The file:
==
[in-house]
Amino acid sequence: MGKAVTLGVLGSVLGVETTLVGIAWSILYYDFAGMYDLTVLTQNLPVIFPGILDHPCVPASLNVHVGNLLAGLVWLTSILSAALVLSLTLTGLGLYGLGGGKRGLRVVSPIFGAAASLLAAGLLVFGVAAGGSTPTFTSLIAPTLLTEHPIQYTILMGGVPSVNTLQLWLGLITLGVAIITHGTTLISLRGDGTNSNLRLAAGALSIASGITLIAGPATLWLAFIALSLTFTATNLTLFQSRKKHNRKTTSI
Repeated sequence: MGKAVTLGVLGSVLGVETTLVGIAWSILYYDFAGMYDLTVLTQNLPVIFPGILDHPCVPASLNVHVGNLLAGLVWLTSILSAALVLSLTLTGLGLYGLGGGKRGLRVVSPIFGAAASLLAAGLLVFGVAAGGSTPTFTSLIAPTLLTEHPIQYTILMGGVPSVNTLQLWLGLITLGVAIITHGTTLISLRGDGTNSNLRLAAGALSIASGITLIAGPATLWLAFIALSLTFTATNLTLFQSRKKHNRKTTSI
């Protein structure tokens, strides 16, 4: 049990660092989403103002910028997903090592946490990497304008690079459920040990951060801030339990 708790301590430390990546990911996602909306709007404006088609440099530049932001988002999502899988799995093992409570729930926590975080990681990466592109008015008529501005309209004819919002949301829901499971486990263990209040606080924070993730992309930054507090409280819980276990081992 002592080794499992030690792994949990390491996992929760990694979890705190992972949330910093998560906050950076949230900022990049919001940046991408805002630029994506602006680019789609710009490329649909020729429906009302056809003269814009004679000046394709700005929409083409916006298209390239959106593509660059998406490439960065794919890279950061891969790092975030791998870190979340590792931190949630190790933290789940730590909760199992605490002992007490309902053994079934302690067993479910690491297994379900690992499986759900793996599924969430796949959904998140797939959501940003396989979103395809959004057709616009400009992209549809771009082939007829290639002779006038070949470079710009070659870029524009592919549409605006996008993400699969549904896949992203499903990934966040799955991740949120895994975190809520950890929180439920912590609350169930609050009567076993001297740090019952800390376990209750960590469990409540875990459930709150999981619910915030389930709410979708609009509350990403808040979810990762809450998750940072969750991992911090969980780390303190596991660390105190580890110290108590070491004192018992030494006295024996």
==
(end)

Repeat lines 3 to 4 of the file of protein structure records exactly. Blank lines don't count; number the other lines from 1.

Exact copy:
Repeated sequence: MGKAVTLGVLGSVLGVETTLVGIAWSILYYDFAGMYDLTVLTQNLPVIFPGILDHPCVPASLNVHVGNLLAGLVWLTSILSAALVLSLTLTGLGLYGLGGGKRGLRVVSPIFGAAASLLAAGLLVFGVAAGGSTPTFTSLIAPTLLTEHPIQYTILMGGVPSVNTLQLWLGLITLGVAIITHGTTLISLRGDGTNSNLRLAAGALSIASGITLIAGPATLWLAFIALSLTFTATNLTLFQSRKKHNRKTTSI
């Protein structure tokens, strides 16, 4: 049990660092989403103002910028997903090592946490990497304008690079459920040990951060801030339990 708790301590430390990546990911996602909306709007404006088609440099530049932001988002999502899988799995093992409570729930926590975080990681990466592109008015008529501005309209004819919002949301829901499971486990263990209040606080924070993730992309930054507090409280819980276990081992 002592080794499992030690792994949990390491996992929760990694979890705190992972949330910093998560906050950076949230900022990049919001940046991408805002630029994506602006680019789609710009490329649909020729429906009302056809003269814009004679000046394709700005929409083409916006298209390239959106593509660059998406490439960065794919890279950061891969790092975030791998870190979340590792931190949630190790933290789940730590909760199992605490002992007490309902053994079934302690067993479910690491297994379900690992499986759900793996599924969430796949959904998140797939959501940003396989979103395809959004057709616009400009992209549809771009082939007829290639002779006038070949470079710009070659870029524009592919549409605006996008993400699969549904896949992203499903990934966040799955991740949120895994975190809520950890929180439920912590609350169930609050009567076993001297740090019952800390376990209750960590469990409540875990459930709150999981619910915030389930709410979708609009509350990403808040979810990762809450998750940072969750991992911090969980780390303190596991660390105190580890110290108590070491004192018992030494006295024996």